In April, 2016, Bill O’Reilly sounded like a Slater soulmate when he discussed with Donald Trump the prospect of bringing jobs to the inner city. First, O’Reilly complained “the grievance industry” would hinder any effort. Then, he asked:
“How you gonna get jobs for them? Many of them are ill-educated and have tattoos on their foreheads and I hate to be generalized about it but it’s true.” (April 11, 2016)
So don’t tell me Slater didn’t know she was among friendly company all those years.
In 2007, Brave New Films produced a video called “Fox Attacks Black America.” Full disclosure: I assisted with the research. Watch it below and you’ll see that racism at Fox News has been apparent for many, many years.
(Image above via screen grab from video below)
With the firing of US Attorney Preet Bharara, two weeks ago, it now put a question mark on the investigation.
I can understand why someone would take a settlement to avoid years of appeals and court cost. Andrea Tantaros appears to be willing to fight back, and I applaud her courage and willingness to take on the challenge.
After the denials and Bill saying on his show, he and Fox would fight against Andrea, it seemed like the next day it was reported that she recorded the conversations and it was quickly settled with the understanding that the tapes would be handed over to Fox to be destroyed and that both sides would remain silent. It seemed to be the same when it was reported that Gretchen recorded Ailes to prove her allegations.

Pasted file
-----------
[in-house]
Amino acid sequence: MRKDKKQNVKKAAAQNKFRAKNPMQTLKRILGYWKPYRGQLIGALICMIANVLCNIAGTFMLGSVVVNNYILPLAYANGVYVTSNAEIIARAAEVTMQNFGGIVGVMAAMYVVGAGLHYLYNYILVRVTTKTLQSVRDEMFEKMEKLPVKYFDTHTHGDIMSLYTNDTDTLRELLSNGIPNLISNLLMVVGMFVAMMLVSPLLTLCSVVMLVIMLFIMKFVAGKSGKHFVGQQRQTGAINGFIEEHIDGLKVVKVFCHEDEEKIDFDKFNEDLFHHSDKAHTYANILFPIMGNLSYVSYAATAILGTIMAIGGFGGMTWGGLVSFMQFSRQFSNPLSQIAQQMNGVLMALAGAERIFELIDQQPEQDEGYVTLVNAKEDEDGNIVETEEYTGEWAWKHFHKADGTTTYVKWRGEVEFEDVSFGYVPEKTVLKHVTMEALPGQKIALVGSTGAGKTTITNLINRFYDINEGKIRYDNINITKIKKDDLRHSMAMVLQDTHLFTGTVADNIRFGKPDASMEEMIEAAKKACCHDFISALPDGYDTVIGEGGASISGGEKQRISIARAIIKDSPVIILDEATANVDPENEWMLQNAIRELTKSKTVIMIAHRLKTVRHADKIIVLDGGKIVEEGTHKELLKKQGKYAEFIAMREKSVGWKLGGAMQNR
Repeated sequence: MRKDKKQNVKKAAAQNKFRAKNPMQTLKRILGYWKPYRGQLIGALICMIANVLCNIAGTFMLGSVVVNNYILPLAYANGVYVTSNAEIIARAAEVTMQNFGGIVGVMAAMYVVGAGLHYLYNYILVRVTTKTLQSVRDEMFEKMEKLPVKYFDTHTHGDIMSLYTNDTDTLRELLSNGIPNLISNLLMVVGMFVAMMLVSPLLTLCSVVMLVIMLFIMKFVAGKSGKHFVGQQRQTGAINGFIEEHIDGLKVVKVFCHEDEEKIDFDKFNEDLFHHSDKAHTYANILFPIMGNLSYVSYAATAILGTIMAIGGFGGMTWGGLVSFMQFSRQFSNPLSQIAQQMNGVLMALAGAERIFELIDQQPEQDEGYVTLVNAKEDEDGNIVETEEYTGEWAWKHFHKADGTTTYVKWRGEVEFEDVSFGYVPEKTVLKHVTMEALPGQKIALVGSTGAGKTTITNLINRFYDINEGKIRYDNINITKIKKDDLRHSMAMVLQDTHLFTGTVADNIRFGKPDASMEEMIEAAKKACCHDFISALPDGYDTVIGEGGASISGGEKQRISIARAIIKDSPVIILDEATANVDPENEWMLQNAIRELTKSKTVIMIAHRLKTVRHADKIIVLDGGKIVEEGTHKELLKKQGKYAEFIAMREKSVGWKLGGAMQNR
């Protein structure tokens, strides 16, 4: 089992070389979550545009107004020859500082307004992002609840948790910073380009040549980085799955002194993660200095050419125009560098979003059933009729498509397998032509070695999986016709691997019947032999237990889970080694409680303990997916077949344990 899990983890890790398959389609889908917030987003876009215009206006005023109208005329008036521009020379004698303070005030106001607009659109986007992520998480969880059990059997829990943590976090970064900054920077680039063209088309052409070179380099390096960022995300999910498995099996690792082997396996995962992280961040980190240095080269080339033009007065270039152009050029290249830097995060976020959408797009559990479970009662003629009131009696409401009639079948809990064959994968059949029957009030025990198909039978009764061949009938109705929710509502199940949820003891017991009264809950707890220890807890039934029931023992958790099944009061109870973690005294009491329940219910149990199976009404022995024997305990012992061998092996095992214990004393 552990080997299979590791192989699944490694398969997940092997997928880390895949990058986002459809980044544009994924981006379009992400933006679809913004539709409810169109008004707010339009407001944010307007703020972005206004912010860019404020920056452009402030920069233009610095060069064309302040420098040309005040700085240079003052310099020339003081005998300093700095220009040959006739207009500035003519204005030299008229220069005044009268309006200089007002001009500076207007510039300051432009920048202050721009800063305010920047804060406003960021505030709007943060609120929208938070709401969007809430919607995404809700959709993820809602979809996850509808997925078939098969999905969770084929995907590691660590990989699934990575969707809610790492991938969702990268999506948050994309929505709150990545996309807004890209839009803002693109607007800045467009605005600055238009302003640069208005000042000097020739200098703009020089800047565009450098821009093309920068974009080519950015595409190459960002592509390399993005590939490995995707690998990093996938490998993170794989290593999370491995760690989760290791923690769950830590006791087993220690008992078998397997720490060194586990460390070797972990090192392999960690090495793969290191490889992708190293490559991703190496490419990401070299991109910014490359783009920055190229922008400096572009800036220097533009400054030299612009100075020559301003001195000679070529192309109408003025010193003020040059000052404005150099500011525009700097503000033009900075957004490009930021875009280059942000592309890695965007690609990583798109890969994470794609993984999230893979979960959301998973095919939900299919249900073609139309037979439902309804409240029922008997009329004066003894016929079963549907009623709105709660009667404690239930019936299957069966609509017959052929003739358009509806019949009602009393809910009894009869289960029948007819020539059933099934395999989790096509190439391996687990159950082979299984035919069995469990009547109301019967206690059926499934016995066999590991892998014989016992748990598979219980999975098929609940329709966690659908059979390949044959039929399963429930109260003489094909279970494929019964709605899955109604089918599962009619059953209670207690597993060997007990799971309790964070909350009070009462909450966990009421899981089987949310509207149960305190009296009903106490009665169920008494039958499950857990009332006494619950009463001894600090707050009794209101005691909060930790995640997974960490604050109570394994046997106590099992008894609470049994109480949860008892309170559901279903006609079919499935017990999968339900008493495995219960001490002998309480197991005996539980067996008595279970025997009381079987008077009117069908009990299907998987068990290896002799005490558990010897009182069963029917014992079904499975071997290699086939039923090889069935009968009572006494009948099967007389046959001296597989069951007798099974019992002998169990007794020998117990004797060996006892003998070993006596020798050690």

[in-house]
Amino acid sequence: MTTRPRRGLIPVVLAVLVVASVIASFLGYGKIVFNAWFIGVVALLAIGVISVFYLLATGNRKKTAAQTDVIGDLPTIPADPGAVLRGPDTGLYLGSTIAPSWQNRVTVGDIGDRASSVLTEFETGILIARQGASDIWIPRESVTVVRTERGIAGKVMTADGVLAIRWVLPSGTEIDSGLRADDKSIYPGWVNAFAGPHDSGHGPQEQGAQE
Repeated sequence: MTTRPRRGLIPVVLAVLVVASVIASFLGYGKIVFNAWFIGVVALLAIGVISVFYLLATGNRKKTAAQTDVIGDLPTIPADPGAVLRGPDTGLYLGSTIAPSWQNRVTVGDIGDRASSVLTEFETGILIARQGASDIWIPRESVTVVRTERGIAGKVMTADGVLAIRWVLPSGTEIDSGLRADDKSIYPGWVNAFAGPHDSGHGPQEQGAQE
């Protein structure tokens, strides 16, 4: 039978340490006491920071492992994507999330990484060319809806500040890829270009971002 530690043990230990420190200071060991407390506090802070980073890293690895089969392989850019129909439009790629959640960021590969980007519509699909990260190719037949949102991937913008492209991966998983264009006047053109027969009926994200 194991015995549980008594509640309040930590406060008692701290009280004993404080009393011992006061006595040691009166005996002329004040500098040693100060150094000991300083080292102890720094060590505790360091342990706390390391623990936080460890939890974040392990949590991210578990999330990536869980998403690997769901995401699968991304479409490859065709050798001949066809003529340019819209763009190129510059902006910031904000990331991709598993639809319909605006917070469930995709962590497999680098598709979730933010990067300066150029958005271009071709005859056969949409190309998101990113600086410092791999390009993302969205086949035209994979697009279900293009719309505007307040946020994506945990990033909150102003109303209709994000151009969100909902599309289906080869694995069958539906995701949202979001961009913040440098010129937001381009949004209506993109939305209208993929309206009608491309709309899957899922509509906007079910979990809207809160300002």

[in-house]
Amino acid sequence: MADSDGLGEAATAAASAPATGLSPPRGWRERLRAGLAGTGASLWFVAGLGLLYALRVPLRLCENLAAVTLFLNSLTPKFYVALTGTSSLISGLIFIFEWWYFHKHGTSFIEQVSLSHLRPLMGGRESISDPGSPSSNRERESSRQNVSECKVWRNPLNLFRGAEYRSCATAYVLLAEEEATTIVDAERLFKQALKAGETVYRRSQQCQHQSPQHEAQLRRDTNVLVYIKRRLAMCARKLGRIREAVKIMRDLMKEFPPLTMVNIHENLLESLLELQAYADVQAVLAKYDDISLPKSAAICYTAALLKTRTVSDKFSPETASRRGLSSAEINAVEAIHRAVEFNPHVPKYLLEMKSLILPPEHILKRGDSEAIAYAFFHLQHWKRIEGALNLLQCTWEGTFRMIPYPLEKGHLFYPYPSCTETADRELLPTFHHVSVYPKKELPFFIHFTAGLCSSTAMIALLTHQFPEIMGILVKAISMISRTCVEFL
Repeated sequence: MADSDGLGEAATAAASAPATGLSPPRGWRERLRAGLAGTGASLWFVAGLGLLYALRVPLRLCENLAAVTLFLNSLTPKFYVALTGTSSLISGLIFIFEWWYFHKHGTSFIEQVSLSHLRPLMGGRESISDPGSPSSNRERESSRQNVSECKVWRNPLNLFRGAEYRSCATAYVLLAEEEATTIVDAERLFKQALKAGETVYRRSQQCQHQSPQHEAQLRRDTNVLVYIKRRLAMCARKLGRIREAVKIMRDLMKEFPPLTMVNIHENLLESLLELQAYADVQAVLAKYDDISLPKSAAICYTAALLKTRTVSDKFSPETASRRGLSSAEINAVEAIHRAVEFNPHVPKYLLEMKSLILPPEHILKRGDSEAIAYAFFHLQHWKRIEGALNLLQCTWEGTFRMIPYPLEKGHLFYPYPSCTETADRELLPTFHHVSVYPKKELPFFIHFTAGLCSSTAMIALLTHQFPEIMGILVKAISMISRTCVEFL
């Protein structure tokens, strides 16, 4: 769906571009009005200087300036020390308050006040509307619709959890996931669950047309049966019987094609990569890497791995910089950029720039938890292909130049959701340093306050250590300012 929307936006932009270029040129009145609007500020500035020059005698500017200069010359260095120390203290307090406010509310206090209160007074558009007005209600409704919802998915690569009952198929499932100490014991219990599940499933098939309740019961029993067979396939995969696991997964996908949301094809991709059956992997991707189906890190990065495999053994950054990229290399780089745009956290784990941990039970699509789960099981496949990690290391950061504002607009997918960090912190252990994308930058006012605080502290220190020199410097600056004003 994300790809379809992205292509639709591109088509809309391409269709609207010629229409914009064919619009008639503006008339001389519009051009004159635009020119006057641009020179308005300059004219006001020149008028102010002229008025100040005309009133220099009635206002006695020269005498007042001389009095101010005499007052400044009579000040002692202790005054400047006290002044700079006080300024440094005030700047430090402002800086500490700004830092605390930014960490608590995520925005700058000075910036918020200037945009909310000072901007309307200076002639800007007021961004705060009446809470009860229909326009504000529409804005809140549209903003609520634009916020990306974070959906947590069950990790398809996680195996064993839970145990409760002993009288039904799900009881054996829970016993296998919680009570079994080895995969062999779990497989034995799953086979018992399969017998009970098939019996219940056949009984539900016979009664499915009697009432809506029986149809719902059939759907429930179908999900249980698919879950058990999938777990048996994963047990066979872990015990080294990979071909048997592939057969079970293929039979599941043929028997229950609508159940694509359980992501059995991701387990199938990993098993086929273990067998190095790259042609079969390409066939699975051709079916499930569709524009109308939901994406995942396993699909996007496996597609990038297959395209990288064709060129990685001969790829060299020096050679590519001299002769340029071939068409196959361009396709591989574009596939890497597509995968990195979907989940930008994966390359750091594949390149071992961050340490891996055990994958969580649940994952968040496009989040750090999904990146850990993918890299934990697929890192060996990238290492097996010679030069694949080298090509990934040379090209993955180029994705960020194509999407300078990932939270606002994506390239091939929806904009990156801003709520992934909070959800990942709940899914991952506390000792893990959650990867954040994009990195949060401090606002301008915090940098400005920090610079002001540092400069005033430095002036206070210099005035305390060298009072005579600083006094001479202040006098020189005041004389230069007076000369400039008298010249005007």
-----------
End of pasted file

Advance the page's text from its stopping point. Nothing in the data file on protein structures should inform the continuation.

Bill had another harassment case settled last year and has one pending after the attempt to settle out of court was rejected. Obviously, Fox has made a business decision to keep Bill because of his ratings and the advertising revenue he brings in.
Sadly, I don’t believe that corporate America suddenly woke up to the fact that sexual harassment was no longer acceptable behavior in the workplace, but more of the fear of lawsuits that would affect the bottom line and most importantly, stockholder values and bonuses for management.
I believe the reason for why employers have employees take sexual harassment courses is legal advice to protect the bottom line in court cases where attorneys representing a corporation can argue to a judge or jury that the company can’t keep track of the ongoings with everyone but made ever reasonable attempt to avoid such situations, so they are not responsible.
The flip side, of course, is the danger that someone can be ruined by just being wrongly accused where they’re automatically presumed guilty and not given the opportunity to prove their innocence because the company would rather pay a settlement than dealing with the high cost of court, negative publicity and the cost of appeals if the company feels it was unfairly penalized.
NOTE TO FOX “NEWS” USELESS MANAGEMENT
You have a man accused of sexual harassment still on the payroll. You know who he is. Get rid of him.
Hm — I wonder how many years it will take for Fox and its viewers to “suddenly” discover that the second largest shareholder in News Corp. is a member of the Saudi royal family (Al-Waleed bin Talal)
But that was way back in the ninetys. Mitsubishi ignored the sexual discrimination laws and rightfully got their asses sued. But that was back in the late ninetys. Faux sure is getting religion late.